To elucidate whether YSTE suppresses prostate cell proliferation in BPH rats, we examined the expression of proliferation markers such as PCNA, cyclin D1, and Ki-67. Western blot analysis showed that, compared with the NC group, the levels of PCNA and cyclin D1 protein were markedly higher in the TP-induced BPH group and markedly reduced in the YSTE-treated groups and the finasteride-treated group (Figure 4(a)). Consistent with the expression of PCNA and cyclin D1, an increased number of Ki-67-positive cells was observed in the prostates of the TP-induced BPH group compared with the NC group; this effect was considerably reduced in both YSTE-treated groups and the finasteride-treated group (Figure 4(b)). These data suggest that YSTE administration attenuated BPH through antiproliferative activity.

3.4. YSTE Inhibits Oxidative Stress in the Prostate of BPH Rats

To investigate the effect of YSTE on oxidative stress in BPH, the concentration of MDA, an indicator of lipid peroxidation, and the activity of GR, an antioxidant enzyme, were measured in the prostate. As shown in Figure 5(a), MDA concentration was significantly higher in the TP-induced BPH group compared with the NC group, as previously reported [21]. By contrast, MDA concentration was significantly reduced in the 200 and 500 mg/kg/day-treated YSTE groups and the finasteride-treated group compared with the TP-induced BPH group. As shown in Figure 5(b), GR activity was significantly lower in the TP-induced BPH group compared with the NC group but was significantly higher in the 200 and 500 mg/kg/day-treated YSTE groups and the finasteride-treated group compared with the TP-induced BPH group. These data suggest that YSTE administration prevented BPH by protecting the prostate from oxidative stress.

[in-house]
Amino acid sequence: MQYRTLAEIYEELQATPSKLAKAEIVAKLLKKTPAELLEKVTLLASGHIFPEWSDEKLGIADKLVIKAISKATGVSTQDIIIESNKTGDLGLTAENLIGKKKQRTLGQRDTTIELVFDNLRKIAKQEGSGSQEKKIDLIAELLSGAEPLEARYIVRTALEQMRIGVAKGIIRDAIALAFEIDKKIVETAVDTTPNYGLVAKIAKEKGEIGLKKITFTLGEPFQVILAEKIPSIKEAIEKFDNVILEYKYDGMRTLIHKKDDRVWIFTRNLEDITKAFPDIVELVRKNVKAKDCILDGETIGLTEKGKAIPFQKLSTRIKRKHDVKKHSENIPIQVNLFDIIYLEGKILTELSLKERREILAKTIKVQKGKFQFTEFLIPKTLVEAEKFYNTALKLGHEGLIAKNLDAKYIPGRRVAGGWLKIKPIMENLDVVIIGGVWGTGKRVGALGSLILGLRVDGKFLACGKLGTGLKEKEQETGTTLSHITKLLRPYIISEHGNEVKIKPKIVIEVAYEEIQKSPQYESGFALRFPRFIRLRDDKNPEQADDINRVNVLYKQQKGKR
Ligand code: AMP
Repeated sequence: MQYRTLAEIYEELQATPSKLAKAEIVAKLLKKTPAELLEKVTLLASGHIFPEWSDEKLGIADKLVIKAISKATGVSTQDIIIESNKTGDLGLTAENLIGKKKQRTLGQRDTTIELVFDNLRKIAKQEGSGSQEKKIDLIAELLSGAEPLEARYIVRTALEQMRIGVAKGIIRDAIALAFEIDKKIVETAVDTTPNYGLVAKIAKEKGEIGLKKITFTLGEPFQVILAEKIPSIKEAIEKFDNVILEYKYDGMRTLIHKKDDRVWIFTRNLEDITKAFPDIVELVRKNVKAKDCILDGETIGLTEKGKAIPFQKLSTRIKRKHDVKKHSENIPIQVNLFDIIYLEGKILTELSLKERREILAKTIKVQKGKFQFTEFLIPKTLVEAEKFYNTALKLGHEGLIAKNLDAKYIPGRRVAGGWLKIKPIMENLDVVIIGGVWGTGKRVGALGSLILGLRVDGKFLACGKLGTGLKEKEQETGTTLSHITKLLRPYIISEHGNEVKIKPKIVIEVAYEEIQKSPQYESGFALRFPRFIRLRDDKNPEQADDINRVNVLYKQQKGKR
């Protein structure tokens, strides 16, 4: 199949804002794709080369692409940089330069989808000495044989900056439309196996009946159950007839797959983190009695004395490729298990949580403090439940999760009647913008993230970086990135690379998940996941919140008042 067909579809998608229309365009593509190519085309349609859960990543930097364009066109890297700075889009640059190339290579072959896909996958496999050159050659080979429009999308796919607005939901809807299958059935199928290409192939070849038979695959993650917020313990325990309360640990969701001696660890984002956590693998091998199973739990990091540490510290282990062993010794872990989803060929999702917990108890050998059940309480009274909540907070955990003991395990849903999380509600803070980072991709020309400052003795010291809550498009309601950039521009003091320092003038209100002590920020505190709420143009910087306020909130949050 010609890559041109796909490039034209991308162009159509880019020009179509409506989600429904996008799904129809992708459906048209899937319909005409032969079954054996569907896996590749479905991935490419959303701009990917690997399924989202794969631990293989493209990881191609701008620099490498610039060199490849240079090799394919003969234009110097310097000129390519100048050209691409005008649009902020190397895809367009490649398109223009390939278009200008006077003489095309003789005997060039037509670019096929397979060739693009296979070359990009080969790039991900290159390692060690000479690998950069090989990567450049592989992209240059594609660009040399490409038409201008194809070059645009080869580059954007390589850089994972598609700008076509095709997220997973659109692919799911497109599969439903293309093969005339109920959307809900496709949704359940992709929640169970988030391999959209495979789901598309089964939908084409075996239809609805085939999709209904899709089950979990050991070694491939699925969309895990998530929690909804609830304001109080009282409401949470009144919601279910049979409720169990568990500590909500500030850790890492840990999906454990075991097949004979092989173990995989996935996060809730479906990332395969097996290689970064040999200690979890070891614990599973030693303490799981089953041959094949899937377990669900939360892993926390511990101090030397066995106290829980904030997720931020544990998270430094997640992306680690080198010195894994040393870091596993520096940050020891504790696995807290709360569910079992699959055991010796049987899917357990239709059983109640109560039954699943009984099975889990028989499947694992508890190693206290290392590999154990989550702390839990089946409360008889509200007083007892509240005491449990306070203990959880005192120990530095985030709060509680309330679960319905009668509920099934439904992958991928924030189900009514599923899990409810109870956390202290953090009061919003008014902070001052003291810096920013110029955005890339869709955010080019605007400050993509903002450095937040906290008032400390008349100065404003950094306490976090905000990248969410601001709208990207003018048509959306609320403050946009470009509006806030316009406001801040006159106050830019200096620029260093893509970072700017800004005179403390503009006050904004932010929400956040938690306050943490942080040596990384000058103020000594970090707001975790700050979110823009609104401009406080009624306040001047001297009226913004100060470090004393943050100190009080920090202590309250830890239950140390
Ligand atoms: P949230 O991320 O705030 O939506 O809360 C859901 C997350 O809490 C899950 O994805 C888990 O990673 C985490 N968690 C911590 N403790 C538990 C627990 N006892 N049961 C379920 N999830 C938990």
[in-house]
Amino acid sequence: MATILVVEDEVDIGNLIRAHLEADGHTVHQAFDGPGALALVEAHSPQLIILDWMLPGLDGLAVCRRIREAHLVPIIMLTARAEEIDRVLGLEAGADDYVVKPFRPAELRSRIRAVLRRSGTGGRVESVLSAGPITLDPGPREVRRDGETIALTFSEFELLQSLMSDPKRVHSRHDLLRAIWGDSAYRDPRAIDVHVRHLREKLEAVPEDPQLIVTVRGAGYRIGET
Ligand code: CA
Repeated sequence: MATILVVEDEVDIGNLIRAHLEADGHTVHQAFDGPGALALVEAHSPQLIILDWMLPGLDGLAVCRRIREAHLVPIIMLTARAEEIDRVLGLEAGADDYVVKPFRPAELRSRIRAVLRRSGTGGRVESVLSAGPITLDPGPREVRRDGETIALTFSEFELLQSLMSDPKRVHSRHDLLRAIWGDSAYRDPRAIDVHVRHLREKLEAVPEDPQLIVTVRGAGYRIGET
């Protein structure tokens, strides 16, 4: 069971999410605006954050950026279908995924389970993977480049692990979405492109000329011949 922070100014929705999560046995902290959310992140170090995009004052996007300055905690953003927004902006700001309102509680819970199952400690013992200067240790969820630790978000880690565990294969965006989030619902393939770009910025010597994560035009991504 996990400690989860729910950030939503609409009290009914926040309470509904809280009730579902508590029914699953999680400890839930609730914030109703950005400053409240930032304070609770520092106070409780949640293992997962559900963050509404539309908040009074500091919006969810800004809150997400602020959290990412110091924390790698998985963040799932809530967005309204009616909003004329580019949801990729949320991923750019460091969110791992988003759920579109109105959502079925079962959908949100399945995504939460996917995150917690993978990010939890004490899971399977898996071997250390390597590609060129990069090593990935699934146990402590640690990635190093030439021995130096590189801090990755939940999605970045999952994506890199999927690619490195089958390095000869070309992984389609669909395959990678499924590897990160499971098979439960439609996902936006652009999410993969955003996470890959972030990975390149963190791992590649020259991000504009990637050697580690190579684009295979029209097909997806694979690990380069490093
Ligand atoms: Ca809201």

4. Discussion

BPH is the most common urological disease in men over 50 years old and is characterized by the enlargement of and histological changes in the prostate gland [2]. Given the many side effects of surgery and pharmacological therapy and the long latency of BPH, phytotherapy based on products derived naturally from plants has emerged as an alternative treatment for BPH because it is thought to be less toxic [22]. Therefore, we evaluated the effect of YSTE on TP-induced BPH rat model. YSTE, a traditional herbal formula, administration in TP-induced BPH rats for 4 weeks also showed an inhibitory effect on the proliferation and oxidative stress of BPH as well as pathophysiological feature of BPH such as prostate weight.